So, you’ve made it to the position of chief executive, director, partner, or other executive leadership role.
You’ve worked hard for years, you’ve sacrificed, you’ve delivered, you’ve proved yourself and earned the respect and title.
Now the learning can stop, right?
For those who reach the top echelons of their organisation, there’s a temptation to think there’s nothing left to learn… a rather dangerous mindset!
Why? Because continuous learning for the most senior leaders within any organisation is important to drive the success of the organisation, prevent stagnation and dropping back behind the competition. Yet it’s so often simply ignored, seen as irrelevant.
Yet – would a professional athlete stop training just because they had achieved one gold medal as a World Champion in their athletic discipline? No.
Why? Because they want to be at the top of their game for a while – not just at that moment! They know there is always room for improvement – for growth, continuous learning. They’ll not stop seeking the things that they need to keep them in that top spot, ahead of the competition.
And, it should be the same for executive leaders because the external marketplace and business arena is constantly evolving. External influencers – changing dynamics in competitors – economic pressures – new regulatory frameworks and legislation, all require a commitment to continuous learning at all levels to help the organisations gain or keep the competitive advantage.
Executive level leaders therefore need to work at constantly updating their capabilities and skills to be ahead of the curve – to have that ‘edge’; to have that razor-sharp business acumen to drive the organisation forwards, not allow it to stagnate, whither and ultimately die.
They also need to practice what they preach to demonstrate authenticity, to be a role-model to help galvanise their people.
Cultivating a culture of continuous learning is one of a CEO’s most important mandates, endorsed by them demonstrating that they too are constantly growing, staying open to learning, and remaining humble to all that they don’t know.
They need to demonstrate the importance of the skill of learning – as ‘past’ learning does not always fit. For as Alvin Toffler writes, “The illiterate of the 21st Century will not be those who cannot read and write, but those who cannot learn, unlearn, and re-learn.”
However, executive development does not have to be formal. Rather, it may be more about adopting the mindsets and practices to stay in a curious, open, learner mode. For some, it may be personalised executive development or the sharing of experiences within their own peer networks to help them develop their knowledge, skills and resilience over time.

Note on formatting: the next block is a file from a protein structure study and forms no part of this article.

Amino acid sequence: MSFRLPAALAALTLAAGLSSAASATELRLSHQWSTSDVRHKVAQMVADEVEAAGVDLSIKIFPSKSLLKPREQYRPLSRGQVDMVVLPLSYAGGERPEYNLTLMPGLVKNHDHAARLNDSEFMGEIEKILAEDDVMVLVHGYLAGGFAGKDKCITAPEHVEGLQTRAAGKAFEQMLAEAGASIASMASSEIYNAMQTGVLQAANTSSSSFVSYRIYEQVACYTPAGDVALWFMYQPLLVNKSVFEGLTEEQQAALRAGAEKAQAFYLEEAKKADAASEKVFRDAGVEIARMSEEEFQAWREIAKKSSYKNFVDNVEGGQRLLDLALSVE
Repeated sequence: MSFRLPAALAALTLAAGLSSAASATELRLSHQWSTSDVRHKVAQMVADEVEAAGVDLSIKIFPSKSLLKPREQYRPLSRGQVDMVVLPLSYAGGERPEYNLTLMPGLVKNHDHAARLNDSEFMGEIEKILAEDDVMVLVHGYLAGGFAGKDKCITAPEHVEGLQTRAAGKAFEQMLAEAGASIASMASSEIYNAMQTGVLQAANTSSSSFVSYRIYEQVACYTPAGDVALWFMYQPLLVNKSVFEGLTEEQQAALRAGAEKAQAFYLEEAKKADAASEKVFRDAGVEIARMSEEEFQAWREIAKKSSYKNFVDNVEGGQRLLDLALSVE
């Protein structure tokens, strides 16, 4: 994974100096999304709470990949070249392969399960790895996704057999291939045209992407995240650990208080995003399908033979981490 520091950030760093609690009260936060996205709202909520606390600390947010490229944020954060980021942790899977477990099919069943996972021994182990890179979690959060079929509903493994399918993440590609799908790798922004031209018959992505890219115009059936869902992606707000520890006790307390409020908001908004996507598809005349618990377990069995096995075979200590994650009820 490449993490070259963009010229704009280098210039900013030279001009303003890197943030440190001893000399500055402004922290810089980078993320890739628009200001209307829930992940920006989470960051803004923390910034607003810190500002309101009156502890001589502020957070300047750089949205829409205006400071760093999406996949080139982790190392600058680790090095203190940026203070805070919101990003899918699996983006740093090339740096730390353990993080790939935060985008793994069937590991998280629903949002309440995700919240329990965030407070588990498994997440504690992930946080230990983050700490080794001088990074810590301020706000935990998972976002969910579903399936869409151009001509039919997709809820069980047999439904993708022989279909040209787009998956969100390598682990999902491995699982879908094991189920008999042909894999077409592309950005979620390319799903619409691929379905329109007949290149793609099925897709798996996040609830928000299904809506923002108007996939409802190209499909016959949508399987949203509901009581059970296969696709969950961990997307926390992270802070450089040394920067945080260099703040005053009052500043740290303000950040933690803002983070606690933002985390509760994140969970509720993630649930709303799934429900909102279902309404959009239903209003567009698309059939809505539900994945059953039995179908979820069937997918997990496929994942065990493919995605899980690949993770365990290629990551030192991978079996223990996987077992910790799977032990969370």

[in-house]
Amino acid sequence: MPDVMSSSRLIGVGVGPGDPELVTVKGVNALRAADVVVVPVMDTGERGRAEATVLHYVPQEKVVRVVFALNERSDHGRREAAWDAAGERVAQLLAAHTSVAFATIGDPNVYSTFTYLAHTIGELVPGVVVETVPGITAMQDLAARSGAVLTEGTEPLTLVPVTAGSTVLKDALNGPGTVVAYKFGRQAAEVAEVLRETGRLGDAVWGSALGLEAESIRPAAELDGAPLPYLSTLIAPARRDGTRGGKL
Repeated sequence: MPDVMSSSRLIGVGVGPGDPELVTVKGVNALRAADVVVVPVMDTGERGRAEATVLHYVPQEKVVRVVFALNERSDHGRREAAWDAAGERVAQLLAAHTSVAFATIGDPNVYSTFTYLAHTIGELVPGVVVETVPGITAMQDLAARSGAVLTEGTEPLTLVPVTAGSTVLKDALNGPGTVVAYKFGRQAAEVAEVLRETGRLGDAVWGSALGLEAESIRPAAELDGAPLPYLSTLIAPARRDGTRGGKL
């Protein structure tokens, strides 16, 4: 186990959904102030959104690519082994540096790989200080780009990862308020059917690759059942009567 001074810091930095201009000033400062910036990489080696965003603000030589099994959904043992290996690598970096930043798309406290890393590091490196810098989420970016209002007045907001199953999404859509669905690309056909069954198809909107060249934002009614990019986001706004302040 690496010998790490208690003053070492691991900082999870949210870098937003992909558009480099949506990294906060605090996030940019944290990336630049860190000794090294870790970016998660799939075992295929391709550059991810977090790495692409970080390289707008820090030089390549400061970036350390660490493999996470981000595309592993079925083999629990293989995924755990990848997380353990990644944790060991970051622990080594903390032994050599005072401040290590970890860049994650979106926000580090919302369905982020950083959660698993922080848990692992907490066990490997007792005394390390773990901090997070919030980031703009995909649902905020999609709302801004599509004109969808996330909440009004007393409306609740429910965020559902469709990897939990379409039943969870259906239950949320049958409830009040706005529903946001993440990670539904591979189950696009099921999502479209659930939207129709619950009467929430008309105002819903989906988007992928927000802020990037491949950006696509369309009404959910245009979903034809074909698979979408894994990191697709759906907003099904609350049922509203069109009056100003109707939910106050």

For me, one of most important element for anyone as a senior leader is to operate in a state of curiosity – which is a key element of our Adventurous Leadership model, that child-like instinct that we lose with age, so as to see everything we do – everyone we speak to – everything we read or listen to on a daily basis, as a potential learning opportunity. For, as the old saying goes: “Every day is a school day.”
And, when leaders demonstrate a curious nature, they’re tuned into what’s happening in the business world around them. They take every opportunity to seek out different perspectives and discover the ways in which other leaders handle challenges. This helps them develop a broader, more open-minded outlook that brings new ideas, to keep the business growing and ahead of its competitors.
Whatever the learning route, the benefits to the leaders – both professionally and for their organisations – are huge.
- They’re better problem solvers – they approach challenges in different ways because they’ve learned how to open themselves up to new solutions.
- They’re better communicators – their commitment to learning isn’t just across hard, technical skills but softer, critical skills like communication and empathetic leadership.
- They have greater job satisfaction – through learning, they are continuously expanding their knowledge and honing skills, which is intellectually rewarding and stimulating.
As the famous Chinese proverb says. “Learning is like rowing upstream; not to advance is to drop back.”
And no executive leader should want to drop back.
Indeed, position does not excuse anyone from learning.4th April 2023